8 Poutū-te-rangi 2023

We recently responded to the Government’s call for submissions on the Natural and Built Environment and Spatial Planning Bills. In support of our response, we also appeared in front of the Government’s Environment Select Committee on Monday 6 March 2023 to further advocate for our position on the Bills (you can watch our oral submission here).

Below you can find out more about:

  • What the Bills are about
  • What the proposed purposes of the Bills are
  • What they are trying to achieve
  • Our issues with the Bill and our positions

A full and final copy of our response to the Bills can be viewed and downloaded from here.

 What are the Natural and Built Environment Bill and Spatial Planning Bill (the Bills)?

In November 2022, the Government introduced the Natural and Built Environment Bill (NBE Bill) and the Spatial Planning Bill (SP Bill) to Parliament. 

This legislation is proposed to form the basis of a new resource management system for Aotearoa, replacing the Resource Management Act 1991.

The Climate Change Adaptation Bill, due to be introduced in 2023, will form the third and final element of the new legislative regime (NBE Bill, SP Bill & CCA Bill).

What is the purpose of the Bills?

The Government advises that the Bills:

“provide an integrated framework for regulating both environmental management and land use planning. It enables use and development within environmental limits and targets. It requires both positive outcomes to be achieved, and adverse effects to be appropriately managed.”

 What are the Bills aiming to achieve?

The new resource management system created by these Bills has been designed to achieve five objectives:

  • Protect and where necessary restore the natural environment, including its capacity to provide for the wellbeing of present and future generations.
  • Better enable development within environmental biophysical limits including a significant improvement in housing supply, affordability and choice, and timely provision of appropriate infrastructure, including social infrastructure.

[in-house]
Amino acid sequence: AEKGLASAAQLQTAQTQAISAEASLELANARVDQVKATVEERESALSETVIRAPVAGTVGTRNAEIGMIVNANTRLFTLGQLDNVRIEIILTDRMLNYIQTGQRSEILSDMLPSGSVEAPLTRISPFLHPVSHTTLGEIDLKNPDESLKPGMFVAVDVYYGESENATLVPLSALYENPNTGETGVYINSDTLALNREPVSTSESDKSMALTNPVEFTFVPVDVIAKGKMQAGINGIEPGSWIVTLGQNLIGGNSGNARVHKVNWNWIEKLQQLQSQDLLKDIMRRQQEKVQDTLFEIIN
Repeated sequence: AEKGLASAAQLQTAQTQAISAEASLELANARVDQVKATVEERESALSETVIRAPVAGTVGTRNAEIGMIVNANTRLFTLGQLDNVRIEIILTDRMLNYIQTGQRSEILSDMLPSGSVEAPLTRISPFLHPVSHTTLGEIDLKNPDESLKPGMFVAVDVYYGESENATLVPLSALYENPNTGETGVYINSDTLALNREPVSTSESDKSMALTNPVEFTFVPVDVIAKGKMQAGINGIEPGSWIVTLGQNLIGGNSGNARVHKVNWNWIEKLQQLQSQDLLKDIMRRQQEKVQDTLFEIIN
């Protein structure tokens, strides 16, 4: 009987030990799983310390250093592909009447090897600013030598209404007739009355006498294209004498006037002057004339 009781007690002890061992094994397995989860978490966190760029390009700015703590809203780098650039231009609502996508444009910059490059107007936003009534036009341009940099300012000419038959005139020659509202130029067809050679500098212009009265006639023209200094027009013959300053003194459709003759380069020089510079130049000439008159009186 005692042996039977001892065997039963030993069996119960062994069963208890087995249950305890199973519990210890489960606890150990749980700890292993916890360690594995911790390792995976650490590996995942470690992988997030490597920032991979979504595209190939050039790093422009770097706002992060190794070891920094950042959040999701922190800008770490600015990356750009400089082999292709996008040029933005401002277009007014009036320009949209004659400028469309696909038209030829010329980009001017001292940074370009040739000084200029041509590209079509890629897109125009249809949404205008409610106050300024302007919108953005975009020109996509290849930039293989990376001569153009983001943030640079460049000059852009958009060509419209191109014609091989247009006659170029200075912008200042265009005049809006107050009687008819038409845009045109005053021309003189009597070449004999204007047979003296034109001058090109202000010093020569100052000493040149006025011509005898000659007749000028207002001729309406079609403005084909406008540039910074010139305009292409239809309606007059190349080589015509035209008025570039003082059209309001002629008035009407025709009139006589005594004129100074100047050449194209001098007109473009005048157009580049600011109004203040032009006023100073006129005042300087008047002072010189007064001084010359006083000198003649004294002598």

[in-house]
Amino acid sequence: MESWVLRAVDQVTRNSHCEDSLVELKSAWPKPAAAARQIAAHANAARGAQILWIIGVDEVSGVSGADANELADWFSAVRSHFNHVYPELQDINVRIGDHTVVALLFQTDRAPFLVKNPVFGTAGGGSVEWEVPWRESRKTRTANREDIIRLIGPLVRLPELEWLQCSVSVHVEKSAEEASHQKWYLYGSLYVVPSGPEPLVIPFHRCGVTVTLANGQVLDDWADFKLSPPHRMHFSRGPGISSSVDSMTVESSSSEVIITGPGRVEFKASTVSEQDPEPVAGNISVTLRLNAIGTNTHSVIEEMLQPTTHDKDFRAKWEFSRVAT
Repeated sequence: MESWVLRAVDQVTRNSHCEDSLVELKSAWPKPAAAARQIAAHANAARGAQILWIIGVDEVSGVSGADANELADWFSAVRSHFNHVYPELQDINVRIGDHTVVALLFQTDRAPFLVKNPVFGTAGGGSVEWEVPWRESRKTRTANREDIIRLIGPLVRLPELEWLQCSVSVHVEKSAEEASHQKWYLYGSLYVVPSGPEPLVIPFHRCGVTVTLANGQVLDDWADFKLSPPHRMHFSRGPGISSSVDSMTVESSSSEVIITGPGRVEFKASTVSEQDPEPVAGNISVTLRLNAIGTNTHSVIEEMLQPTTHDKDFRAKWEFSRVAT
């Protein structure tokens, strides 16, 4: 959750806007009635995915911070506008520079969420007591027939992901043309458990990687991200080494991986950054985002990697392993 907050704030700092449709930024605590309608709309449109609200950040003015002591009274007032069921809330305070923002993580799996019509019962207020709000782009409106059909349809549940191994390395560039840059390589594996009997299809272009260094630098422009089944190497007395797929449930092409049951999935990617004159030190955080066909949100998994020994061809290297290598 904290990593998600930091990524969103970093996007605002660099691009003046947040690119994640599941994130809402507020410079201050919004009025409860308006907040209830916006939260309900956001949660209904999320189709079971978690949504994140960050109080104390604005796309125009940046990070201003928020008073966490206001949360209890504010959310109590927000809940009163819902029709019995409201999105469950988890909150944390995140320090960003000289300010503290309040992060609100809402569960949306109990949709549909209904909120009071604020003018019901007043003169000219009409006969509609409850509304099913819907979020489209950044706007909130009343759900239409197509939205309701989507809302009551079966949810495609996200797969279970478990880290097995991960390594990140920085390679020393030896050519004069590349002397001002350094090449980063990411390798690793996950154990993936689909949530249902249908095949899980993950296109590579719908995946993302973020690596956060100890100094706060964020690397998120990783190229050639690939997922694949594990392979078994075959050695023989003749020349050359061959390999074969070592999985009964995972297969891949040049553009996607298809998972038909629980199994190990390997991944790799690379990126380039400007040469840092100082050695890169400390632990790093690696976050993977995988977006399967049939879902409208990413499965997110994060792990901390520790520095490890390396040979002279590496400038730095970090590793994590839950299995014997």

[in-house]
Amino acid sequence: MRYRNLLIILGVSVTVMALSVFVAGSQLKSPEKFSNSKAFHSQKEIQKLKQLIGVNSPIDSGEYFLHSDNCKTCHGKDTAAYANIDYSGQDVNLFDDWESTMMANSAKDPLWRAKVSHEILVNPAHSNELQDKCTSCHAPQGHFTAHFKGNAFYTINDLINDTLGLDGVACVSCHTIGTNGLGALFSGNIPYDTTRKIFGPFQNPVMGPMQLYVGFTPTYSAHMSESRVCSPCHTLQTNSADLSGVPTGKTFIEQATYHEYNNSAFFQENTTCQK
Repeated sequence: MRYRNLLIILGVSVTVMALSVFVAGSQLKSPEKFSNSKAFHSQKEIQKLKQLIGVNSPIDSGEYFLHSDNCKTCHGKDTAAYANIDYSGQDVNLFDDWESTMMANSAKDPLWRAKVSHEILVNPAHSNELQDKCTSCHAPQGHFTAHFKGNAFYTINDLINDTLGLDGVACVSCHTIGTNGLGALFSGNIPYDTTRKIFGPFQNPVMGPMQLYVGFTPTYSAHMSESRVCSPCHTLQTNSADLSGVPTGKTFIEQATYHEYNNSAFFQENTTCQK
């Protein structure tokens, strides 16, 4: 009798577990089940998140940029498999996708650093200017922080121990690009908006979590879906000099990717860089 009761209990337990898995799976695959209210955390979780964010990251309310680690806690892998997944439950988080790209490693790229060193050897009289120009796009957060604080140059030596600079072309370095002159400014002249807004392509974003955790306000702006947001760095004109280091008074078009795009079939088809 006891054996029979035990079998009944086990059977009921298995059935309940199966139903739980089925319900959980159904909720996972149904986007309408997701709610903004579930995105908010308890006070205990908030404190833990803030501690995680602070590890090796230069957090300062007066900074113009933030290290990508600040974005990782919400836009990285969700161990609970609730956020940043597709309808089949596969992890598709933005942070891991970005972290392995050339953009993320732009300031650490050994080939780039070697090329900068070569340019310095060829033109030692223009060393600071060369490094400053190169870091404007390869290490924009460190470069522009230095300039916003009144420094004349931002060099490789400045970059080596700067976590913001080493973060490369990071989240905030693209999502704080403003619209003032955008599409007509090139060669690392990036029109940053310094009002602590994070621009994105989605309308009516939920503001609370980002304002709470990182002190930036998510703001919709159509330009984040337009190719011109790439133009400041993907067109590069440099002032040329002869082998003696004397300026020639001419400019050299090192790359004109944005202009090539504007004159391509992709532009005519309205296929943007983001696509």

• Give effect to the principles of Te Tiriti o Waitangi to provide greater recognition of te ao Māori, including mātauranga Māori.
  • Better prepare for adapting to climate change and risks from natural hazards as well as mitigating the emissions that contribute to climate change.
  • Improve system efficiency and effectiveness, and reduce complexity, while retaining appropriate local democratic input.

What are our issues with the Bills?

Upholding Treaty Settlements – including the Māori Fisheries and Commercial Aquaculture Settlements in this reform

While there are several references to Treaty settlements in various clauses of the Bill, we recommend that the proposed system outcomes should explicitly incorporate the Crown’s responsibility to uphold the integrity, intent and effect of all treaty settlements.

We echo the position taken by the Freshwater Iwi Leaders Group in their submission on the Bills, “that the nature and effect of Treaty Settlements should have been foundational to the creation of the system, not viewed and addressed as incidental, consequential or transitional matters” as they are now being treated through this reform process.

The transitional, savings and related provisions for upholding and carrying over Treaty settlements in both Bills focuses on grievance based historic/ land-based Treaty settlements and appear to have failed to appropriately consider the Māori Fisheries and Aquaculture settlements, this is a significant oversight, particularly given the proposed scope through the Bills to regulate fishing.

Further to this we would like to see local government’s responsibility to Te Tiriti made explicit to make sure that Māori aquaculture and fishery settlements are provided for. They play an important role in delivering on the Crown’s obligations and this is a key issue currently.